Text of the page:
Sunday, August 31, 2008


Things are going well. I just finished my intensive week of Dutch lessons, and 'real' school starts tomorrow morning. But not really, since the first day of school is just a big partay. New student orientation all day, followed by a concert and partay in the evening. Because in music school, that's just the way we roll. I still haven't gotten my timetable, so hopefully we'll get those tomorrow.....
This weekend was the Uitmarkt in Amsterdam, which is a big outdoor festival that celebrates all the different cultural things in and around Amsterdam. It spans all along the Eastern docklands of Amsterdam, and consists of a series of booths and performance areas. Every single arts organization you could think of seemed to have a booth - and they went on forever. And a lot of them were giving out free stuff, so that was awesome. They were grouped according to which 'art' it was too, music, theatre, dance, museums, libraries....... A lot of the theatre/music booths were selling tickets too, so you could pick up a season schedule and buy your tickets right there. Pretty nifty. So I was wandering all around the Uitmarkt, picking up free swag from all the booths, and I wandered over to the museum quarter and saw a big stage set up for what appeared to be an orchestra. So I found a schedule to see who was supposed to be playing - and it was none other than the Royal Concertgebouw Orchestra! For any of you who don't understand how cool this was, the Concertgebouw is one of the best orchestras in the wooooorld. They're based in Amsterdam, but this year they're touring Japan, Italy, and England as well. Since I had about an hour and half to kill before the Concertgebouw was supposed to go on stage, I decided to bike to the Vondelpark and try and read my NL Cosmo magazine I had picked up.
The weather was amazing yesterday (and it's still really nice today), so the park was packed full of people. I found a little piece of grass off one of the side trails, and sat down under a tree with my magazine. After painfully reading some Cosmo (including an interview with Scarlett Johanssen in which she claims she's not sexy, and is just a normal girl), I headed back down to the Uitmarkt. It was a madhouse down there. I have never seen so many bicycles in my life. Near where the Concertgebouw was playing they had an entire field set aside for bikes, but that was full and there were bikes locked along the side of the road for miles. If I had to guess, I'd say a million. But it really only made sense to bike to the Uitmarkt - its sort of off on its own, not close to anything, and the weather was really nice. I also discovered that my school was part of the Uitmarkt, since its on the docklands too (the Oosterdok) and so they were using the three performances spaces in the CvA for Uitmarkt stuff. But back to the Concertgebouw.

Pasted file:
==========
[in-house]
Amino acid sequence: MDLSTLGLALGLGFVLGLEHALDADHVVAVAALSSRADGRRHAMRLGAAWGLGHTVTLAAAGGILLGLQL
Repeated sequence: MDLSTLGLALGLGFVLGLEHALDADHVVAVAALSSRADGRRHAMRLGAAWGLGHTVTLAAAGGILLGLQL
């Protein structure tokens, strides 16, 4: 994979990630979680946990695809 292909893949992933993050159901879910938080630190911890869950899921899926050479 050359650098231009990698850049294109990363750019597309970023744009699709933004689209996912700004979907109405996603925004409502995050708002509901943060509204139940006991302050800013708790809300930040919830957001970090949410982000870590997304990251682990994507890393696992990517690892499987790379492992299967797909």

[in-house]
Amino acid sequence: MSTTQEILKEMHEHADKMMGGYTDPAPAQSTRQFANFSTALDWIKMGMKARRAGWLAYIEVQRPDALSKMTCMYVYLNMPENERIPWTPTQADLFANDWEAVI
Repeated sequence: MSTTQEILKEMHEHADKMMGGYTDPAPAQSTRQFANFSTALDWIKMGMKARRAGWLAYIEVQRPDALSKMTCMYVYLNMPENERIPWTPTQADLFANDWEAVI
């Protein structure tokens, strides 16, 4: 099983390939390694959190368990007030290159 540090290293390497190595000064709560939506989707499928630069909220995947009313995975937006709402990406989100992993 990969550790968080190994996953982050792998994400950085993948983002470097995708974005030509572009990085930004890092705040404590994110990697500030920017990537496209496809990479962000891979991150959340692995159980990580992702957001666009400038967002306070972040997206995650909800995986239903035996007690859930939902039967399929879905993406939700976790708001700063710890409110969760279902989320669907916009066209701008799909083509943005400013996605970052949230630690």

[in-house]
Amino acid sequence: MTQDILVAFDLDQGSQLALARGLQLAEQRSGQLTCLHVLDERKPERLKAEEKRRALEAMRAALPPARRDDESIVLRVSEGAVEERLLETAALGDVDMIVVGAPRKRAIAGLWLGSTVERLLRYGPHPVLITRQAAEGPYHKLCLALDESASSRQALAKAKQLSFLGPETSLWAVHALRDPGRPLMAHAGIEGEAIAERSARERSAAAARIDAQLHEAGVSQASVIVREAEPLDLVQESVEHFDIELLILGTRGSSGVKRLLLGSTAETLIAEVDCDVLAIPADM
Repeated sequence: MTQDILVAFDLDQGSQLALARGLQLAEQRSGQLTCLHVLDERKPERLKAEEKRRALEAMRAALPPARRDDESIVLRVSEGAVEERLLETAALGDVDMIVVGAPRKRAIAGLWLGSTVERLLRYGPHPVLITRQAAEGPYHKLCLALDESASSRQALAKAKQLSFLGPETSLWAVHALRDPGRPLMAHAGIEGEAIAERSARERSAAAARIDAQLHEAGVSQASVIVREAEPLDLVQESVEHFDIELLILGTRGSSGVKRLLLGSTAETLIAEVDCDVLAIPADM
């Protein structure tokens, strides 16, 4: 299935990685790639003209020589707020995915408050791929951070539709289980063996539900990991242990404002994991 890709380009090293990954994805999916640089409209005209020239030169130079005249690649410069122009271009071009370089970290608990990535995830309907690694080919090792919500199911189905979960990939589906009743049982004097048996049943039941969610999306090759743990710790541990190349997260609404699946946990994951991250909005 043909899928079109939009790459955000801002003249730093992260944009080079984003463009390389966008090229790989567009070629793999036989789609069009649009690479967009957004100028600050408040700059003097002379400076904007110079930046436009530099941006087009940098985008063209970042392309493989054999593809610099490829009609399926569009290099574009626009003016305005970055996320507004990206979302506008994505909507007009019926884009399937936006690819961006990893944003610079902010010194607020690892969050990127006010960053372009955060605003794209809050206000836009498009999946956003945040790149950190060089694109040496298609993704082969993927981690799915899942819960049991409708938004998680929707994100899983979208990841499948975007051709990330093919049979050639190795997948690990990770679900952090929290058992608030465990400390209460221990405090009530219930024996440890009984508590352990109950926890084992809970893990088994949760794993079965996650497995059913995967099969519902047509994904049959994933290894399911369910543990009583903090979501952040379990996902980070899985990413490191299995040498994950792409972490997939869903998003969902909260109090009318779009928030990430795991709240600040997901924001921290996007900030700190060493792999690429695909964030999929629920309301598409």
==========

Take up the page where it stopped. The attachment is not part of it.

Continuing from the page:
They were supposed to go on at 4, but (surprise surprise) the 'host' came on stage at 4 to say that they were going to wait until 4:30, so that the sun wouldn't as much in the musician's eyes. Anyone who's played an outdoor concert knows that although it's great when it's not bad weather, it inevitably means there's major sightline problems due to the blinding sun. As it was, they went on at 4:30 with half the orchestra wearing their sunglasses. It was a good time though. They played Mussorgsky's Pictures at an Exhibition, and then topped it off with a Dvorak Dance. The performance was also broadcast on TV, and so they had a big viewscreen behind the stage showing what they were broadcasting. It was highly amusing to a) watch the pages of the conductors score flapping in the breeze, b) watch the people in the audience try not to look surprised when the camera cut to them, and c) watch orchestra members try to act normal while they have a camera in their face. After the Uitmarkt I biked home and discovered that I had a wee bit of a sunburn. Tomorrow school starts, and the adventure continues.........

Tuesday, August 26, 2008

Mijn naam is Katya

So I'm beginning to feel more Dutch. Except for the part where I still can't understand any Dutch. But other than that I am acclimatizing very well. I started my Dutch course yesterday morning. I've discovered that the main difference between Dutch and German is the lack of hard Gs. No such thing as "Gah". It's "hhhhh". That sound like you're clearing your throat. So therefor a word such as geboren sounds like "hhhh-eboren". It's kind of fun, actually. Just as long as I remember to pronounce it right. Though right now my Dutch mainly consists of 'Mijn naam is Katya, spiel ik altviool.
I broke down and bought a phone - I was holding out hope for an iPhone, but for that you need a Dutch bank account, and to get that you need a BSN. They call it a "Burger Service Number", but that's not its actual name. Its the number the government gives you when you register. But I haven't registered yet.......I went down there yesterday and I had to make an appointment for their first available date. Sept. 9. But back to the phone. Because an iPhone requires a contract, I couldn't get it without a bank account. And although I'm not really expecting any calls, I didn't really want to go 2 weeks without a phone. It seems wrong. So I went to the T-Mobile store on Nieuwendijk and got a pre-paid phone. The advantage is that you just pay up front, and get the phone. Pretty good for me as well, since I'm not anticipating large amounts of phone calling taking place. But I'm still totally clueless about how phone numbers work in Europe. Seriously, I know there's a country code (033) and a city code (020) but I'm not sure my phone has one. It's very confusing. There's just a sticker on the box that says my phone number is "0681639711". Also, all the instructions on activating my phone are in Dutch. I managed pretty well, but I still don't know how to refill it. Sadly, my Dutch lessons have not yet covered phone set-up. I'm sure that's going to be covered very soon.